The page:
Landing Right in the Harbor: A Seaplane Ride From Plymouth to Boston
By Samantha Butts
Recently, I took a flight from Plymouth, Massachusetts right into Boston Harbor. No really, the plane landed directly in the water.
I took a seaplane with Tailwind Air. Seaplanes are fixed-wing aircraft that can take off and land on water.
Tailwind Air is a commuter-scheduled air carrier and charter airline. The company is experienced in amphibious seaplane operation and boasts of its time savings in comparison to other airlines.
In addition to seaplanes, Tailwind operates and maintains a fleet of over 15 jet and turboprop aircraft based out of Westchester Airport, NY, and Bridgeport, CT.
Tailwind Air operates a fleet of late-model, dependable, and safe amphibious Cessna Caravans.
With a wingspan of 52′ and floats at the bottom of the aircraft, the Caravan is easily recognizable.
In 2022, the airline will travel to Boston Harbor, East Hampton, Bridgeport, Manhattan, Montauk, and Shelter Island. Additionally, the company opened a Plymouth route.
Passengers arriving in Boston, like me, will be dropped off by a water taxi at the Fan Pier Marina in the Seaport District or the Rowes Wharf Ferry Terminal in the Financial District.
Tailwind Air works with the Boston Water Taxi to ensure a mode of safe transport for their passengers.
How much does a seaplane cost?
The flight from Plymouth to Boston costs $75. Passengers are allowed a normal-sized carry-on up to 20 pounds. Excess baggage will incur a $250 fee for each additional bag up to 50lbs.
The seaplane runs from March to early December. The seaplane cannot land in the harbor during the winter with the frigid weather.
Stephen Lind, the seaplane lead and co-pilot, said the service has been, “very popular with those who find it.”
Arriving at the terminal
I pulled up to the Plymouth Municipal Airport bright and early for my 9:10 a.m. flight. As I drove up, I could see the planes and more importantly, the seaplane, peeking from behind the relatively small main terminal.
When I arrived there were plenty of places to park, and thankfully, parking was free.
Inside the small-town airport, there were places to sit and wait and even a small restaurant.
What used to be a small snack shop has transformed over the years to become a welcoming breakfast and lunch restaurant known as Plane Jane’s Place.
The family-run business offers egg sandwiches, pancakes, omelets, triple-decker club sandwiches, and much more.
After securing a drink from Plane Jane’s it was time for me to board my flight.
At the Plymouth airport, the seaplane departs on solid ground but lands in the ocean.
The pilots brought me over to the aircraft and guided me up the ladder right inside. No line or security is necessary.
All Tailwind flights depart from private facilities, so there was no TSA. The airline screens all passengers in advance against a national database.
Inside the seaplane were eight available seats, all with window and aisle access.
Lind told me that when we arrived in Boston we would see the city on our left and the ocean on our right. With this tricky decision at hand, I opted to sit on the right to get a stunning view of the harbor.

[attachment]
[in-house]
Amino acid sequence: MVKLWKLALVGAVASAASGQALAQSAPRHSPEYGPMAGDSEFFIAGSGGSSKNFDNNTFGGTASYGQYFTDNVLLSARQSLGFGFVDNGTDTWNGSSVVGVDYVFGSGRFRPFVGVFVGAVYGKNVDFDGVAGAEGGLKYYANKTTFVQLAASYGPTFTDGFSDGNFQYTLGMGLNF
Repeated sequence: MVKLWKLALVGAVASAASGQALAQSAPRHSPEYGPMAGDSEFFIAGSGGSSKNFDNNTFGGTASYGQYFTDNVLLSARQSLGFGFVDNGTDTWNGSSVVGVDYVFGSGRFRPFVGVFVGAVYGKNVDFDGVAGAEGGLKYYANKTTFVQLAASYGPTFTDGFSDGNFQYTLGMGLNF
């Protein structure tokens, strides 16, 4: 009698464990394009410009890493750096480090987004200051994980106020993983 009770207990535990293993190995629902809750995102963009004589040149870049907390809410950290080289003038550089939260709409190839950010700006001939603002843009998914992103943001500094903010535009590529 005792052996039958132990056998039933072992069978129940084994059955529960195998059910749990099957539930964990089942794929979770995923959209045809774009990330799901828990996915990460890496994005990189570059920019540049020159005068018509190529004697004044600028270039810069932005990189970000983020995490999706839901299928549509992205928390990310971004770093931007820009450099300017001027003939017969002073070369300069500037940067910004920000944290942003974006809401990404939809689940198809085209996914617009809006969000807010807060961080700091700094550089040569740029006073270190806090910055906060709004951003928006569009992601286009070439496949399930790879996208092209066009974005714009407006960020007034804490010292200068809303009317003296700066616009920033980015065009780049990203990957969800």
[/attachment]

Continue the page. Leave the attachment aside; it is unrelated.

Lind returned to the front of the plane to join his co-pilot Evan Phillips and it was officially time to depart the Plymouth airport.
Like a normal plane, the seaplane drove down the track gaining speed before it lifted off the ground, flying us to our destination. Unlike the average airplane, however, the seaplane did not go as high.
I watched through the window as we made our way to Boston. From above you might be surprised by how many cranberry bogs really are in the Plymouth area. Flying over, there were ultimately too many to count.
Through the window, you have a view of the ocean the entire time
Landing in the Boston Harbor
After only 20 minutes it was time to land.
As we neared the harbor, the seaplane began to slow down and lower, until it landed right in the ocean. The aircraft did shake a little as we landed, but no more than I had anticipated.
It was such a shocking feeling landing in the ocean rather than at a regular airport.
After landing, one of the pilots exited the aircraft to tie it to a small dock. Once we were secured, I got off the plane and waited to board the Boston Water Taxi that arrived shortly after we did.
The sea taxi then took me to Rowes Wharf, where I started my journey in Boston.
From Boston, the seaplane then travels to Manhattan, NY.
A quick and easy commute to the Financial District
The small seaplane from Plymouth to Boston offers a fast commute right to the Financial District.
It is a great way to beat the morning traffic and arrive to work in style. With no security lines, the flight would cut your commute time in half and would save you the trouble of finding parking.
However, the flight is great for a simple day trip to the city.
The water taxi can take you right to Rowes Wharf, which is only a short walk from The Institute of Contemporary Art and the Boston Children’s Museum. The wharf is also close to the New England Aquarium.
Tailwind Air offers an exciting alternative to the usual plane or train ride to the city.
This was my first time on a seaplane and after my experience, I definitely want to try it again.